NatureMapping Animal Facts for Kids


Bumblebee photo by Tim Knight

Bumblebee (Bombus spp.)

Description: The Bumblebee is a widely distributed social insect know for its ability to collect nectar from flowers and pollinate plants. Bumblebees are large yellow and black flying insects with a distinct buzz. There is variation in coloration among bumblebees and some species have bands of red, yellow and black. They have stocky bodies that are covered with many hairs to which pollen adheres.

Bumblebees have four wings, the two rear wings are small and usually attached to the fore wings by a row of hooks called hamuli. The wings move rapidly, at 130-240 beats per second.

Beneficial insects. The bumblebee's commercial value is as a pollinator of crops. See photo of a bumblebee collecting nectar.

Range / Habitat:
There are over 250 known species, existing primarily in the Northern Hemisphere. Hedgerows near orchards provide food and shelter for pollinators like bumblebees.

Diet: Bumblebees harvest nectar (carbohydrates) and pollen (protein) from flowering plants.


Bumblebees are social insects that live in colonies. The queen bee, drones and worker bees all have specific tasks to help support the colony. The queen bee lays hundreds of eggs. The male drones' main function is to be ready to fertilize a receptive queen.Worker bees do all the different tasks needed to operate and maintain the hive.

The average mass of pollen and nectar carried by bumblebees returning to the nest is around 25% of their body weight. However some bumblebees fly back carrying as much as 75% or more of their body weight!

Bumblebee photo by Trounce Scent marking flowers

Foraging bumblebees tend to avoid flowers recently visited by other bumblebees, although they will visit the same patch of flowers. Bumblebees will scent mark the flowers - leaving behind a message to others that the nectar is gone. The scent is secreted from a gland in the bumblebee's tarsus. Scent marking reduces the time spent probing flowers without nectar.

Nectar robbing

Some bumblebees cheat by collecting nectar from a plant without entering and pollinating the flower. This is known as nectar robbing. "The bee will crawl on the outside of the flower close to where she thinks the nectar is located, and then with her tongue sheath and mandibles she bites and pokes a hole in the flower. Then she inserts her tongue sheath, extends her tongue and mops and sucks up the nectar. Later other bumblebees may use the hole." (source:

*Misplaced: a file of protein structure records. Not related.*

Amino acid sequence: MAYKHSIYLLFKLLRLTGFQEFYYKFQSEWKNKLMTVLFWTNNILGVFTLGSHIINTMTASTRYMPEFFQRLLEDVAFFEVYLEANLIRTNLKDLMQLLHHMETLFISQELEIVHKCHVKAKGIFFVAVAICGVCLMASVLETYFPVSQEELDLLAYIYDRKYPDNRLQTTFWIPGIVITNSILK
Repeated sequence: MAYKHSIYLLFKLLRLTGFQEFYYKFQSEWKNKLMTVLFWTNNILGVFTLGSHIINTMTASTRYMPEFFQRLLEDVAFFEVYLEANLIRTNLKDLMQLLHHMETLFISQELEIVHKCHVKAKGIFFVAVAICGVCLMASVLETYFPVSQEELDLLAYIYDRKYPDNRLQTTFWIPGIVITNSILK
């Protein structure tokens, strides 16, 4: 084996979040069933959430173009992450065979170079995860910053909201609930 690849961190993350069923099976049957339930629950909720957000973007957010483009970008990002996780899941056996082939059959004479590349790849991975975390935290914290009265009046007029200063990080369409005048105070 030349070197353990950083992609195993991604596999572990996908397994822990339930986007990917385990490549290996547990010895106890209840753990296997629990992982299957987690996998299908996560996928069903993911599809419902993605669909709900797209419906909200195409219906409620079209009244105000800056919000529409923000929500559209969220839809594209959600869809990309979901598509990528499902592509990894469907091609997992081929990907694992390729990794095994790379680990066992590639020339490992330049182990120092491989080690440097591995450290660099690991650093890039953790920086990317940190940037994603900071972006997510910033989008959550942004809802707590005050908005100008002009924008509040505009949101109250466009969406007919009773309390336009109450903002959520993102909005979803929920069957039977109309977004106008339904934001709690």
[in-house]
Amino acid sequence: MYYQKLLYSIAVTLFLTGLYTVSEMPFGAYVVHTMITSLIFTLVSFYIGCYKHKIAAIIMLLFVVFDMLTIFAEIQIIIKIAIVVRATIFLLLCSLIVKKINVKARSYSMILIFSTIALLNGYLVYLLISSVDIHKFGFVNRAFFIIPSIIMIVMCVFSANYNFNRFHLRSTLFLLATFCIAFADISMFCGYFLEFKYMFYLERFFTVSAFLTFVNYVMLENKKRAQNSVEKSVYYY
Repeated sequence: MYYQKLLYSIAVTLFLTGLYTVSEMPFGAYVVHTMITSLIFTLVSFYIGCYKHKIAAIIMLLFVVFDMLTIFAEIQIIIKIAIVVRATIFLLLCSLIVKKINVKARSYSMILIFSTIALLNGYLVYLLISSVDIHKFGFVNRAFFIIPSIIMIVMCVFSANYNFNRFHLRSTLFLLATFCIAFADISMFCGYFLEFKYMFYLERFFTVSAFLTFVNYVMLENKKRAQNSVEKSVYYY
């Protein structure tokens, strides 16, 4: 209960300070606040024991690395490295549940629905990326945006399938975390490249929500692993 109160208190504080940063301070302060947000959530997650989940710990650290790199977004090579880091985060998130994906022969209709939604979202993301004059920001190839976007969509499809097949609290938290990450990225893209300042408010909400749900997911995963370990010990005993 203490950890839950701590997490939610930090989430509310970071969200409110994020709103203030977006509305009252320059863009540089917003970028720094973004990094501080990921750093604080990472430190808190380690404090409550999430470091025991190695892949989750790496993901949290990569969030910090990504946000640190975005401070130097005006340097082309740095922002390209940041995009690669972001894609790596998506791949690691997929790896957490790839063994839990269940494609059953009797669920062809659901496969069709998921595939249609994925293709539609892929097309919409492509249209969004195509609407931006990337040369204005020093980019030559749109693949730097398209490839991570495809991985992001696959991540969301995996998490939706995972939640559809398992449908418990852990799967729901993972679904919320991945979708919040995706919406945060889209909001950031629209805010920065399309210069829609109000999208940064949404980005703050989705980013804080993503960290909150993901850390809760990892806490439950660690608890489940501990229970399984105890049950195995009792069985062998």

Do Bumblebees sting?

Bumblebee workers and the queens can sting, and their stinger is smooth - not barbed like that of the honeybee - so they can sting more than once. Male bumblebees cannot sting as they do not have a sting.

A honey bee can sting once, since the sting has barbs and it will rip off and stay in the victim's skin.


The queen bee lays all of the eggs in a colony. The queen fertilizes each egg as it is being laid using stored sperm from the spermatheca. The queen occasionally will not fertilize an egg. These non-fertilized eggs, having only half as many genes as the queen or the workers, develop into male drones. Pollen stimulates the ovaries to produce eggs, which the queen lays in batches of 4 -16 on the ball of pollen which is then covered with wax.

The queen keeps the eggs warm at about 30 oC. She has a bare patch on the abdomen so heat from the queen's body can pass directly to the clump of wax-covered eggs. A Bombus terrestris queen may have to visit as many as 6,000 flowers per day in order to get enough nectar to maintain the heat needed to brood her eggs!

Did you know?

  • Bumblebees harvest nectar and pollen from flowering plants.
  • They live in smaller groups than honey bees and do not tend to swarm.
  • Bumblebees hibernate underground.
  • They scent mark flowers they have visited.
  • Bumblebees will not die if they use their sting, whereas honey bees will.
Bumblebee photo by Tim Knight

Bumblebee collecting nectar.      photo by Tim Knight

More information:
BeeSpotter - BeeSpotter is a citizen-scientists partnership designed to educate the public about pollinators.
Bumblebee Anatomy (pdf) - lots of information about Bumblebees
Grant to help restore bumblebee habitat near farms
North American bumblebees
Bee and Wasp Stings
Washington State Beekeepers Association

What's that Bug: Bees

Animal silhouettes available to purchase »

Photos: Tim Knight; Trounce, Wikimedia Commons

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